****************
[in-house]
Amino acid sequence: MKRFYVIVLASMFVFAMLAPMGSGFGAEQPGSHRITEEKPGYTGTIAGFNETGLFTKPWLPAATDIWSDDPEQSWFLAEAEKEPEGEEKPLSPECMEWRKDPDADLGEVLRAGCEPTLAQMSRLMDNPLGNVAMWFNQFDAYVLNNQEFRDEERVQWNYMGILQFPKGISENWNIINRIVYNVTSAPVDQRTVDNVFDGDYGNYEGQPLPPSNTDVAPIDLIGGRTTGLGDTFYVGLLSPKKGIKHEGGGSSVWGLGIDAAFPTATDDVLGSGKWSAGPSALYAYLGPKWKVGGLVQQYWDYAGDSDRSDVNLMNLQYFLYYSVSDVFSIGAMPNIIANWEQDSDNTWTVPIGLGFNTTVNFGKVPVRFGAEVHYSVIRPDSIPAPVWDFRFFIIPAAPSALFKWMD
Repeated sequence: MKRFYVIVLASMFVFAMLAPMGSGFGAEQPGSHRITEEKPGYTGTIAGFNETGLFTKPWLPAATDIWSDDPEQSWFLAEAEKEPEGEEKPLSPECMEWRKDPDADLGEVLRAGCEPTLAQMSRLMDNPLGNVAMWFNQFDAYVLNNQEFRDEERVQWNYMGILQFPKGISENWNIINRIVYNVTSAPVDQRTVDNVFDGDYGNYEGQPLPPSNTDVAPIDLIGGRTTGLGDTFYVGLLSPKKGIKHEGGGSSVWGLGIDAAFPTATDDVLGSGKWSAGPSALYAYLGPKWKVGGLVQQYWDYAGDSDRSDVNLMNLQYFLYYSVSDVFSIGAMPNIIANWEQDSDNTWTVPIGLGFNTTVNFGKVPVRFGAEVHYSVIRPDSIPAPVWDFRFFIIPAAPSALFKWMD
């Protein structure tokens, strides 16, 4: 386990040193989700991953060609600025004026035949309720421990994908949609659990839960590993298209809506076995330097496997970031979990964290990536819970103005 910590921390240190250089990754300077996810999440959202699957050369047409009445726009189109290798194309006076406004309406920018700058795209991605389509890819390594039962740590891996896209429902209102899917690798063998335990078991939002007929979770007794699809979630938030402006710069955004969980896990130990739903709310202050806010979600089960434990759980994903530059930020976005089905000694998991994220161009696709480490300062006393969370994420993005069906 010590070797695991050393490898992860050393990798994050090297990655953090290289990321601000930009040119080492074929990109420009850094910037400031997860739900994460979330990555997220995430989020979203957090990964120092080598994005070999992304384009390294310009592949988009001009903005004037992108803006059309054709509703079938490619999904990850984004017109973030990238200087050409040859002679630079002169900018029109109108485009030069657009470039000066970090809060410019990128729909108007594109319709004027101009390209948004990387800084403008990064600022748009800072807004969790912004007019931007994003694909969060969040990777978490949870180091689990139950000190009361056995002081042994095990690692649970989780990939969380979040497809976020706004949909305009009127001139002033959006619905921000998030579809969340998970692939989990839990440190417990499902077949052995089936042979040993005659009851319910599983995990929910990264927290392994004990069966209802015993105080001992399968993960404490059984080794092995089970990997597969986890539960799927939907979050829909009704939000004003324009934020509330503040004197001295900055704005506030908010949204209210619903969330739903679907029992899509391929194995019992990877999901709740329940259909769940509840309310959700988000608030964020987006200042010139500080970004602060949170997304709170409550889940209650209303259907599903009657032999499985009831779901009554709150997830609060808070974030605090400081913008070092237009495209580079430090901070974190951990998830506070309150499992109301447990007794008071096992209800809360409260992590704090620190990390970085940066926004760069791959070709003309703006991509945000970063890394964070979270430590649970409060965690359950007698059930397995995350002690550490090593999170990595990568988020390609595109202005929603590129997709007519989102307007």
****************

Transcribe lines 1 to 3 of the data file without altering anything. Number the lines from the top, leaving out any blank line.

[in-house]
Amino acid sequence: MKRFYVIVLASMFVFAMLAPMGSGFGAEQPGSHRITEEKPGYTGTIAGFNETGLFTKPWLPAATDIWSDDPEQSWFLAEAEKEPEGEEKPLSPECMEWRKDPDADLGEVLRAGCEPTLAQMSRLMDNPLGNVAMWFNQFDAYVLNNQEFRDEERVQWNYMGILQFPKGISENWNIINRIVYNVTSAPVDQRTVDNVFDGDYGNYEGQPLPPSNTDVAPIDLIGGRTTGLGDTFYVGLLSPKKGIKHEGGGSSVWGLGIDAAFPTATDDVLGSGKWSAGPSALYAYLGPKWKVGGLVQQYWDYAGDSDRSDVNLMNLQYFLYYSVSDVFSIGAMPNIIANWEQDSDNTWTVPIGLGFNTTVNFGKVPVRFGAEVHYSVIRPDSIPAPVWDFRFFIIPAAPSALFKWMD
Repeated sequence: MKRFYVIVLASMFVFAMLAPMGSGFGAEQPGSHRITEEKPGYTGTIAGFNETGLFTKPWLPAATDIWSDDPEQSWFLAEAEKEPEGEEKPLSPECMEWRKDPDADLGEVLRAGCEPTLAQMSRLMDNPLGNVAMWFNQFDAYVLNNQEFRDEERVQWNYMGILQFPKGISENWNIINRIVYNVTSAPVDQRTVDNVFDGDYGNYEGQPLPPSNTDVAPIDLIGGRTTGLGDTFYVGLLSPKKGIKHEGGGSSVWGLGIDAAFPTATDDVLGSGKWSAGPSALYAYLGPKWKVGGLVQQYWDYAGDSDRSDVNLMNLQYFLYYSVSDVFSIGAMPNIIANWEQDSDNTWTVPIGLGFNTTVNFGKVPVRFGAEVHYSVIRPDSIPAPVWDFRFFIIPAAPSALFKWMD